Joshua Carter Jr.1

#7796, (1638 - 18 September 1675)
Father*Joshua Carter2 (b 1613 - 1647)
Mother*Catherine _____2


Mary Field b. c 1643
Children 1.____ Carter8 (1664 - 1664)
 2.Abigail Carter8 (1666 - )
 3.Joshua Carter III8 (1668 - )
Birth*1638He was born in 1638 at Windsor Colony, Connecticut.1,2 
Marriage*6 October 1663He married Mary Field, daughter of Zechariah Field and Mary _____, on 6 October 1663 at Northampton, Massachusetts; (prob., or Hatfield.)1,2 
circa 1674He and Mary Field removed circa 1674 Deerfield.1,3 
18 September 1675He fought in the Battle of Bloody Brook between Deerfield and the Hadley garrison, Massachusetts Bay Colony, on 18 September 1675; Battle of Bloody Brook.4,5,6 
Death*18 September 1675He died on 18 September 1675 at South Deerfield, Massachusetts; in the Battle of Bloody Brook.1,7 


  1. [S761] Frederick Clifton Pierce, Field Genealogy (Volume I) (Chicago: Hammond Press, 1901), I:97-101.
  2. [S292] Robert Charles Anderson, The Great Migration Begins: Immigrants to New England, 1620-1633 (Boston: New England Historic Genealogical Society, 1995), online, pp. 318-320. Joshua Carter, b. unk., migr. 1633 to Dorchester and named freeman 14 May 1634; removed to Windsor ca. 1637 where he d. 1647. Marr. by 1638 Catherine _____, children: Joshua, bapt. Windsor Mar 1638, marr,. at Northampton 2 Oct 1663, "Mary Field, daught. of Zach. and Mary Field" (citing Manuscript volume of vital records kept by John Pynchon at Connecticut Valley Historical Museum); Elias; and Elisha. The two youngest were both bapt. Windsor 13 Aug 1643 and d. "accidentally by fire" 10 May 1653.
  3. [S741] George Sheldon, History of Deerfield, Massachusetts, Volume 1 (Greenfield, Mass.: E.A. Hall and Co., 1895), I:44, "Carter, Joshua, late from England. He lived on that part of No. 36, occupied by the late William Sheldon."
  4. [S925] Battle of Bloody Brook, online, During September, 1675, bands of warriors roamed the Connecticut River valley, attacking villagers as they worked in the fields or traveled between villages on business. Unlike the English who were accustomed to fighting fixed battles on open plains, Amerindians fought from concealed spots and attacked small groups. This "American" way of fighting would be a problem for the British during the next century also. The colonists used these same guerilla tactics, which they learned fighting the Amerindians, to fight against the British troops in the American Revolutionary War.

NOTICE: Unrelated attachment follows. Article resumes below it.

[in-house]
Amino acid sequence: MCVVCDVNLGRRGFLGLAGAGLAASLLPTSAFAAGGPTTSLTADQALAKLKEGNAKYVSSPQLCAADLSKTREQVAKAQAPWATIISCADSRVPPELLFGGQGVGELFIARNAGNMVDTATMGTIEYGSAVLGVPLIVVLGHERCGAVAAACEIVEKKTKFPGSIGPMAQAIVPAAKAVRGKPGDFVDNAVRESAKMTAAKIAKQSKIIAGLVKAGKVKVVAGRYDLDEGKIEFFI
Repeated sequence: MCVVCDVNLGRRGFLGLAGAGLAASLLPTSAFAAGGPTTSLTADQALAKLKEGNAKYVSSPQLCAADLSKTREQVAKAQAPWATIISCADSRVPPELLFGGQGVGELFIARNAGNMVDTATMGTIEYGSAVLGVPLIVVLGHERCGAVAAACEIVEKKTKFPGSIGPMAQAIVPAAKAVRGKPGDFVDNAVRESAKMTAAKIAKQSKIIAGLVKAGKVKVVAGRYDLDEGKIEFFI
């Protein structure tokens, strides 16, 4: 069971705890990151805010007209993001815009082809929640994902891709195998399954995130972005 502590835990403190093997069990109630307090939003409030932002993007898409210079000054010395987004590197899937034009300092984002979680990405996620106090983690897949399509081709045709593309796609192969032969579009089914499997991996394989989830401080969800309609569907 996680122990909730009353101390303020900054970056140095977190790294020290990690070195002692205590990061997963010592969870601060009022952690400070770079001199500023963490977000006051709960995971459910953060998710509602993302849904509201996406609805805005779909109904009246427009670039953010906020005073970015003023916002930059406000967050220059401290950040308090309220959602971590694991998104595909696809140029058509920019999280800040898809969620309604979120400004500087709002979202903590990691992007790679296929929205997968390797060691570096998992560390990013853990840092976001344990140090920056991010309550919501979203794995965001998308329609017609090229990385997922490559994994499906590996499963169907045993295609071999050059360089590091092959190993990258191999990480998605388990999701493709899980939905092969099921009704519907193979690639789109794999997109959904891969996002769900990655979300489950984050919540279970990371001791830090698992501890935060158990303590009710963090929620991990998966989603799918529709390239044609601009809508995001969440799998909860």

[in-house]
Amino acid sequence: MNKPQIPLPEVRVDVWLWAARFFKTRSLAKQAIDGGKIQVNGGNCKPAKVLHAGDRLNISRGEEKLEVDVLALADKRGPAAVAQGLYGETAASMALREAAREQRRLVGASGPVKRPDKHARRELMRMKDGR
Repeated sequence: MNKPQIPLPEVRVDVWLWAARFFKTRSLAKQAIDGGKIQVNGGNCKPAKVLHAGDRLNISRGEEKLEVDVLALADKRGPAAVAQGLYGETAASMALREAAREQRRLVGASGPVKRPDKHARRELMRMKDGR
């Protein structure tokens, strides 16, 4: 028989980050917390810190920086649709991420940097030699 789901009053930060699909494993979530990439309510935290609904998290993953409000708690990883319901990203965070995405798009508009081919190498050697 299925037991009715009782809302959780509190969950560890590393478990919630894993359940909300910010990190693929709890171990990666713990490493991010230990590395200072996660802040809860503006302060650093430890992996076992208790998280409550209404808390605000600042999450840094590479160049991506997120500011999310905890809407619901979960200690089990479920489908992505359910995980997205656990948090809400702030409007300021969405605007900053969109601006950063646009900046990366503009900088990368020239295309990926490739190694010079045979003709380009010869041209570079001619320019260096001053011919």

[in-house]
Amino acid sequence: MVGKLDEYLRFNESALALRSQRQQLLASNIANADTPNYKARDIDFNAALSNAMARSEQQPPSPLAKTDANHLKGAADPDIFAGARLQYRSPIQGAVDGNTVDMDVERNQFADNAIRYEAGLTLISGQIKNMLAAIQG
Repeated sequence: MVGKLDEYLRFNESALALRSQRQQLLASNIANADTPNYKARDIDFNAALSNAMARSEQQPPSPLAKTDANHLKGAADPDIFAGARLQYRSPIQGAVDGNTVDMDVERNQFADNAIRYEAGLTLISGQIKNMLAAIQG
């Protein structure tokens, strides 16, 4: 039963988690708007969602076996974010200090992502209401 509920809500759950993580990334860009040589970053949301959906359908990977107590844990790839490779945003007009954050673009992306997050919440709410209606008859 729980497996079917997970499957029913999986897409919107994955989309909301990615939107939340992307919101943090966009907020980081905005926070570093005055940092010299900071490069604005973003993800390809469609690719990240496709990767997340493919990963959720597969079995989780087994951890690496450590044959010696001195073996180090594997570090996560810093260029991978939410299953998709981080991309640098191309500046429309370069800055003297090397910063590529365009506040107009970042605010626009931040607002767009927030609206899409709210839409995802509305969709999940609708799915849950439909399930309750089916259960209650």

The military garrison at Hadley grew as more troops were sent there to aid the English settlers. Provisions had to be sent from the individual villages to feed these troops. On September 19, 1675, Captain Lathrop and 80 men were riding convoy for a wagon train loaded with threshed wheat on its way to the mill just north of the Hadley garrison.
    The group of carts started from Deerfield on this fateful morning. Even though the trail led through dense forest, no vanguard or flankers were sent out. The force was so large, surely no warriors would attack them. As the convoy emerged from the dense forest into a narrow, swampy thicket, it slowed down to cross a brook. Realizing the crossing would take a long time as each heavily-laden cart lumbered across, the soldiers tossed their rifles on top of the wheat and prepared to relax. Some soldiers began to gather the grapes growing alongside the brook.